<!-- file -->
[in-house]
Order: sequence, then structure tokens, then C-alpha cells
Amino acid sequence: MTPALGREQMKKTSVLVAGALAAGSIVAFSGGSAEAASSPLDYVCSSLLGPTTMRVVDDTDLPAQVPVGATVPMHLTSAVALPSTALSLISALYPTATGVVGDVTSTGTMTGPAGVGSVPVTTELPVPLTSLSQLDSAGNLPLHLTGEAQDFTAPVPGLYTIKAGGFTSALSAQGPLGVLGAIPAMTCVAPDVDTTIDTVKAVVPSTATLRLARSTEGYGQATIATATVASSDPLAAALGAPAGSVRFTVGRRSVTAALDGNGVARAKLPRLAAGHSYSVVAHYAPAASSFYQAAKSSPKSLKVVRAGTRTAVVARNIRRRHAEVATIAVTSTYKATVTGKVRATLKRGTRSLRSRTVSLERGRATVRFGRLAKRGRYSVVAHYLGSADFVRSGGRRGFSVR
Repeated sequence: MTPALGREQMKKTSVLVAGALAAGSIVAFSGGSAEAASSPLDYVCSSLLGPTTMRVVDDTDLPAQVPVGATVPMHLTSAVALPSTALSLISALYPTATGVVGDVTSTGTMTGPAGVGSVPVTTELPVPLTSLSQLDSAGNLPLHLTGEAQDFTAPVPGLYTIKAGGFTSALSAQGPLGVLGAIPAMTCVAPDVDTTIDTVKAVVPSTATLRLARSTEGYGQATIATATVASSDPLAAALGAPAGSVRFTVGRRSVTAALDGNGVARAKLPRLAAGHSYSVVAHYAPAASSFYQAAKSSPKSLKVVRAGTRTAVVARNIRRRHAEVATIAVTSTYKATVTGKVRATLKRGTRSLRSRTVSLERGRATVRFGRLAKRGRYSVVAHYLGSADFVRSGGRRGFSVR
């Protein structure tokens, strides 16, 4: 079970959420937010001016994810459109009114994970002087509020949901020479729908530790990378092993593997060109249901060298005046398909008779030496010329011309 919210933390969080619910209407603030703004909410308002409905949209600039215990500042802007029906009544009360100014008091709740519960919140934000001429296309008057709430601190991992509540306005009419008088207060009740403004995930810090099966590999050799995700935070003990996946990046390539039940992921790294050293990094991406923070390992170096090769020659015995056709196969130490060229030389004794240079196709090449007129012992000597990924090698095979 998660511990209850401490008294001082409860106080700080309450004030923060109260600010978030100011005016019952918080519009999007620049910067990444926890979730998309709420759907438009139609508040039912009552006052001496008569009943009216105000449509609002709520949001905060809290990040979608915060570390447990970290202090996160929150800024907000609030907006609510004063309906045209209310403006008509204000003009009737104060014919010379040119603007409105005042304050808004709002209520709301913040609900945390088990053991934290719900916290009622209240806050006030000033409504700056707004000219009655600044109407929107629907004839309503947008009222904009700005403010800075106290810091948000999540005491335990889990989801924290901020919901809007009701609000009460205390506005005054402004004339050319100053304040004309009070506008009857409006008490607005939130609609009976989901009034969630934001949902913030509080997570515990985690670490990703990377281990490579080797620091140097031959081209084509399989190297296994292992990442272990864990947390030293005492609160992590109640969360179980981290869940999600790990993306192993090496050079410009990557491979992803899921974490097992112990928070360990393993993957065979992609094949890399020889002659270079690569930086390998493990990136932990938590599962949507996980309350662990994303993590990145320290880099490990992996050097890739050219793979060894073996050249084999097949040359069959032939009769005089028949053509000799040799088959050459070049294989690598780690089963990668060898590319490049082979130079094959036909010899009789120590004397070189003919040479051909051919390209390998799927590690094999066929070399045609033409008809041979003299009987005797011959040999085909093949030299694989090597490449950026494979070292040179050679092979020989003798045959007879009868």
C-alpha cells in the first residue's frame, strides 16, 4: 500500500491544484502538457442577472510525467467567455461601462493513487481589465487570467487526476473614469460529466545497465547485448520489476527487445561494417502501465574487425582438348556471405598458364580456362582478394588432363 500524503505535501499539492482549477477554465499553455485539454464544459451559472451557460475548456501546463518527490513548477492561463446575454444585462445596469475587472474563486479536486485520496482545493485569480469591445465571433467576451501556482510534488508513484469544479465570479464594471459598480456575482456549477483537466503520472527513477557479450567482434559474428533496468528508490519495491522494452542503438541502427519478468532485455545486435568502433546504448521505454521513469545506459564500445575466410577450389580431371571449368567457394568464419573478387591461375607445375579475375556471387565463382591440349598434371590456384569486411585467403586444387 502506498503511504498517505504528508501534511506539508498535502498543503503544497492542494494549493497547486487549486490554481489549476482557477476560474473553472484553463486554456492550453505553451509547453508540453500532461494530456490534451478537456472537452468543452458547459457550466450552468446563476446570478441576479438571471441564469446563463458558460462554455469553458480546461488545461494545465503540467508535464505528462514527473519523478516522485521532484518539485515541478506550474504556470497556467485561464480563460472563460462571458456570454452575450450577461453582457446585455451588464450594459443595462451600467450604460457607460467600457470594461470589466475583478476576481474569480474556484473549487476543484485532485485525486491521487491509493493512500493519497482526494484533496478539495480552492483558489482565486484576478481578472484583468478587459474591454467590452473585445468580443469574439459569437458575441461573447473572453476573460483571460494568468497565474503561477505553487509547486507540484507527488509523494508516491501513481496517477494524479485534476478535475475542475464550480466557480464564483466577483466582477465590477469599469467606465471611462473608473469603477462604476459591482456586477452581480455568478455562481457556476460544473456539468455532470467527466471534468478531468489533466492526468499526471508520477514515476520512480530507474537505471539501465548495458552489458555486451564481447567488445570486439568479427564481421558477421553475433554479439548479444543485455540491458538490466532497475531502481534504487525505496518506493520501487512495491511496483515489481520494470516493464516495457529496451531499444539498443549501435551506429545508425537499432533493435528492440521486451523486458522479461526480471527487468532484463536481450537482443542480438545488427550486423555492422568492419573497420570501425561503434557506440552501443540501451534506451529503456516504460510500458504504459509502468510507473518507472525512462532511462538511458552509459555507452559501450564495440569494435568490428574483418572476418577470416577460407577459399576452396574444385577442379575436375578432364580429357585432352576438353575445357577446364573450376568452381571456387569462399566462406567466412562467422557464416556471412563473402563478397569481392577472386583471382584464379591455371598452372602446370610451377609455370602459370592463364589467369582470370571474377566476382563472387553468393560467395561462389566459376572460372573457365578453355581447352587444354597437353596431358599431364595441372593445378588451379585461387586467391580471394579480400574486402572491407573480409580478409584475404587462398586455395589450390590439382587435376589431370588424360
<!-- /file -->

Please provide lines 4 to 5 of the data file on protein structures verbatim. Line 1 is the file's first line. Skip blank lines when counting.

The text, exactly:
Repeated sequence: MTPALGREQMKKTSVLVAGALAAGSIVAFSGGSAEAASSPLDYVCSSLLGPTTMRVVDDTDLPAQVPVGATVPMHLTSAVALPSTALSLISALYPTATGVVGDVTSTGTMTGPAGVGSVPVTTELPVPLTSLSQLDSAGNLPLHLTGEAQDFTAPVPGLYTIKAGGFTSALSAQGPLGVLGAIPAMTCVAPDVDTTIDTVKAVVPSTATLRLARSTEGYGQATIATATVASSDPLAAALGAPAGSVRFTVGRRSVTAALDGNGVARAKLPRLAAGHSYSVVAHYAPAASSFYQAAKSSPKSLKVVRAGTRTAVVARNIRRRHAEVATIAVTSTYKATVTGKVRATLKRGTRSLRSRTVSLERGRATVRFGRLAKRGRYSVVAHYLGSADFVRSGGRRGFSVR
């Protein structure tokens, strides 16, 4: 079970959420937010001016994810459109009114994970002087509020949901020479729908530790990378092993593997060109249901060298005046398909008779030496010329011309 919210933390969080619910209407603030703004909410308002409905949209600039215990500042802007029906009544009360100014008091709740519960919140934000001429296309008057709430601190991992509540306005009419008088207060009740403004995930810090099966590999050799995700935070003990996946990046390539039940992921790294050293990094991406923070390992170096090769020659015995056709196969130490060229030389004794240079196709090449007129012992000597990924090698095979 998660511990209850401490008294001082409860106080700080309450004030923060109260600010978030100011005016019952918080519009999007620049910067990444926890979730998309709420759907438009139609508040039912009552006052001496008569009943009216105000449509609002709520949001905060809290990040979608915060570390447990970290202090996160929150800024907000609030907006609510004063309906045209209310403006008509204000003009009737104060014919010379040119603007409105005042304050808004709002209520709301913040609900945390088990053991934290719900916290009622209240806050006030000033409504700056707004000219009655600044109407929107629907004839309503947008009222904009700005403010800075106290810091948000999540005491335990889990989801924290901020919901809007009701609000009460205390506005005054402004004339050319100053304040004309009070506008009857409006008490607005939130609609009976989901009034969630934001949902913030509080997570515990985690670490990703990377281990490579080797620091140097031959081209084509399989190297296994292992990442272990864990947390030293005492609160992590109640969360179980981290869940999600790990993306192993090496050079410009990557491979992803899921974490097992112990928070360990393993993957065979992609094949890399020889002659270079690569930086390998493990990136932990938590599962949507996980309350662990994303993590990145320290880099490990992996050097890739050219793979060894073996050249084999097949040359069959032939009769005089028949053509000799040799088959050459070049294989690598780690089963990668060898590319490049082979130079094959036909010899009789120590004397070189003919040479051909051919390209390998799927590690094999066929070399045609033409008809041979003299009987005797011959040999085909093949030299694989090597490449950026494979070292040179050679092979020989003798045959007879009868």